ax.plot(f,np.angle(pitch_control),label='mean' )

# cosmetics
axs[-1].set_xlabel('Frequency in Hz')
axs[0].legend()
axs[0].set_xticklabels([])
for ax in axs:
ax.set_xlim(0,f[-1])
lim = ax.get_ylim()
ax.set_ylim(lim)
ax.vlines(f_eigen,*lim,lw=0.3,color='k',ls='--'); # modes


Now we sace the result to text files to use in a validation computation with CFS. The same result could be obtained by linear superposition of the results from pitch and sway case.

np.savetxt('control_value.dat',np.vstack([f,np.abs(pitch_control)]).T,fmt='%.6e')
np.savetxt('control_angle.dat',np.vstack([f,np.angle(pitch_control)]).T,fmt='%.6e')
np.savetxt('control_real.dat',np.vstack([f,np.real(pitch_control)]).T,fmt='%.6e')
np.savetxt('control_imag.dat',np.vstack([f,np.imag(pitch_control)]).T,fmt='%.6e')


The results are obtained from the input file Forced_control.xml. We compare the response (maximum pressure) from the original sway case and the controlled one.

P_sway = get_result('results_hdf5/Forced_Sway.cfs','waterPressure',step='all')
P_swayControl = get_result('results_hdf5/Forced_control.cfs','waterPressure',step='all')

fig,axs=plt.subplots(nrows=2,figsize=[2.7,2.2], gridspec_kw={'height_ratios': [3, 1]})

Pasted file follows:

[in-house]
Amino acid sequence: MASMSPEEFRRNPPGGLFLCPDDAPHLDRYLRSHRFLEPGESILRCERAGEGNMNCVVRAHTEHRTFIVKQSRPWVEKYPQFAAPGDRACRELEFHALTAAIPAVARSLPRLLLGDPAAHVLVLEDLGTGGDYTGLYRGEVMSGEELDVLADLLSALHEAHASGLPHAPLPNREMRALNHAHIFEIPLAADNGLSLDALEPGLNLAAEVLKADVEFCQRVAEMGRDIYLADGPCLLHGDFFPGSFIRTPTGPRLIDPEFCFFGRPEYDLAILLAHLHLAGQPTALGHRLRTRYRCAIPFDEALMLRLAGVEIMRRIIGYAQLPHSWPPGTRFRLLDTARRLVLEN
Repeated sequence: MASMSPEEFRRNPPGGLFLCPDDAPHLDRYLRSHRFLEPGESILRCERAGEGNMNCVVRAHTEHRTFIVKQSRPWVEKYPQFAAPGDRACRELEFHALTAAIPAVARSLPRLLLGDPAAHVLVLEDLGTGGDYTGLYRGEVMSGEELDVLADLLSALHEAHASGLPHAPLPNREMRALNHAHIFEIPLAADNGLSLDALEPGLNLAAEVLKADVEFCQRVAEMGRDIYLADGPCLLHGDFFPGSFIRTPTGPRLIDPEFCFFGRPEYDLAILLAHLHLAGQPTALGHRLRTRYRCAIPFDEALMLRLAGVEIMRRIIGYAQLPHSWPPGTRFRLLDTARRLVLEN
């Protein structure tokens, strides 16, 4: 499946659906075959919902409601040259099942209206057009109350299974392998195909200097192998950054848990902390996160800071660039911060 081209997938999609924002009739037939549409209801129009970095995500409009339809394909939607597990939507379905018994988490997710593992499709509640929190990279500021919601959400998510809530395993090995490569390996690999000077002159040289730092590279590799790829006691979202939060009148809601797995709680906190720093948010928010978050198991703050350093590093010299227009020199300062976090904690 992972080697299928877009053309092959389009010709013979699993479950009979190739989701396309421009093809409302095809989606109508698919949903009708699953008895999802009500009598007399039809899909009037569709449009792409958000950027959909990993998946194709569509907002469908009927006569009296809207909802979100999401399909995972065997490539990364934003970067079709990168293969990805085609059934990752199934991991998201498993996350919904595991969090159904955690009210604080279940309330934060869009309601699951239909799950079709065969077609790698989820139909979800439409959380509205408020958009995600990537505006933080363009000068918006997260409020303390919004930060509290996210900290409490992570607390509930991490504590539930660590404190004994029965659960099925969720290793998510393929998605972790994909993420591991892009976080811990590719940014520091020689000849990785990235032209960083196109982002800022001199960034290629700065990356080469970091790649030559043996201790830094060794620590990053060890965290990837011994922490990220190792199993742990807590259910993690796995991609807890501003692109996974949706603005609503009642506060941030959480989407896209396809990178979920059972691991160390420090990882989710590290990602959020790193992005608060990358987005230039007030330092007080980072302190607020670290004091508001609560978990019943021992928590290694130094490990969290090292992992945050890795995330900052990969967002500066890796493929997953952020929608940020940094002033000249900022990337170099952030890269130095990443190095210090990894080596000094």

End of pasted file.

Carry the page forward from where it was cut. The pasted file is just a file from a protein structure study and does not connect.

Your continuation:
ax = axs[0]
ax.semilogy(f,np.max(np.abs(P_sway[:,I_surface]),axis=1),label='sway' )
ax.semilogy(f,np.max(np.abs(P_swayControl[:,I_surface]),axis=1),label='control' )
ax.set_ylabel('Amplitude\nin Pa')
ax.set_title('Pressure')

from scipy.signal import find_peaks
y = np.max(np.abs(P_swayControl[:,I_surface]),axis=1)
Ip,_ = find_peaks( y )
ax.semilogy(f[Ip],y[Ip],'o',ms=1)
for i in Ip:
ax.annotate('$f_{%i}$=%.1fHz'%(i,f[i]),(f[i],y[i]))

ax = axs[1]
ax.plot(f,np.angle(P[:,I_left]),label='left' )
ax.plot(f,np.angle(P[:,I_right]),label='right' )

axs[-1].set_xlabel('Frequency in Hz')
axs[0].legend()
axs[0].set_xticklabels([])

#ax.set_ylim(ax.get_ylim())
for ax in axs:
ax.set_xlim(0,f[-1])
lim = ax.get_ylim()
ax.set_ylim(lim)